Russia signaled its displeasure as Putin’s envoy Vladimir Lukin refused to sign the EU-brokered agreement after taking part in the Kiev negotiations, according to an interview with the RIA Novosti news service.
Russia was “incensed that the EU crafted a deal that excluded it,” Dmitri Trenin, director of the Carnegie Moscow Center, said in a conference call today.
Lavrov urged EU condemnation of Ukrainian “radicals” and “respect for Ukraine’s sovereignty and the authority of the legitimate government” in a phone conversation today with EU foreign policy chief Catherine Ashton, according to a Foreign Ministry website statement.
Russia’s efforts to persuade Yanukovych to crush the months-old protests have only further galvanized the opposition, said Joerg Forbrig, senior program officer for central and eastern Europe at the Berlin bureau of the German Marshall Fund of the U.S. “Yanukovych has lost control of the situation and the only way out is for him is to leave office,” Forbrig said by phone.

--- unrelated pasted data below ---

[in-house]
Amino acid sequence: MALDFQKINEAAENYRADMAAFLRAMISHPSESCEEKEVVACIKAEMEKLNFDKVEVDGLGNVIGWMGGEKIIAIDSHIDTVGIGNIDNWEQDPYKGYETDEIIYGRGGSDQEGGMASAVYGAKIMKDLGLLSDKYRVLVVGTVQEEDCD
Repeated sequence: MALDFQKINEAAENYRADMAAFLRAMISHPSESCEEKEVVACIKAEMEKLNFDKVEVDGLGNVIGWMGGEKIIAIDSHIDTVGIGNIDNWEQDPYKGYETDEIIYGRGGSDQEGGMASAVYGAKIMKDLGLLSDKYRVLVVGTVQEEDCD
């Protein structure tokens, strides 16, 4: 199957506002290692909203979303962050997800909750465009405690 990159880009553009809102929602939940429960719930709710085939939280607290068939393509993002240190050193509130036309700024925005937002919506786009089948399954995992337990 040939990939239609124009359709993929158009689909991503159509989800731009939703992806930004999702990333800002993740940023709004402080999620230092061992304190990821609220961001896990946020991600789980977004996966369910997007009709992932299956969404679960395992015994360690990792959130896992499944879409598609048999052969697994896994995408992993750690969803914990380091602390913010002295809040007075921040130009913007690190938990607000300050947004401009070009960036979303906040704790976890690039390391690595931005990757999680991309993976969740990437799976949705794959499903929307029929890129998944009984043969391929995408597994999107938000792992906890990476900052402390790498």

That scenario may force Putin’s hand to intervene more directly in neighboring Ukraine.
The deployment of Russian forces to eastern and southern Ukraine may be required if events unleash civil conflict that threatens the Russian-speaking population there, according to Sergei Markov, a Kremlin adviser and a vice rector of the Plekhanov Russian University of Economics in Moscow.
“The Ukrainians are a brotherly nation and Putin may come under huge public pressure and will forced to intervene,” he said by phone.
The two Slavic countries have a shared history stretching back to the Kievan Rus more than 1,100 years ago, the ancestral state of both nations.
In addition, Ukraine is a transit route for more than half of Russian state exporter OAO Gazprom’s European shipments of natural gas.
Sending the military into Ukraine would be “extremely dangerous” for both Russia and Europe, which depends on Russian gas for a quarter of its consumption, Pavlovky said.
The risk is that Russia may be drawn into a direct military confrontation with its Cold War opponent NATO, according to Markov. North Atlantic Treaty Organization Secretary General Anders Fogh Rasmussen urged Ukraine’s military not to turn against the Ukrainian people in comments to reporters in Athens today.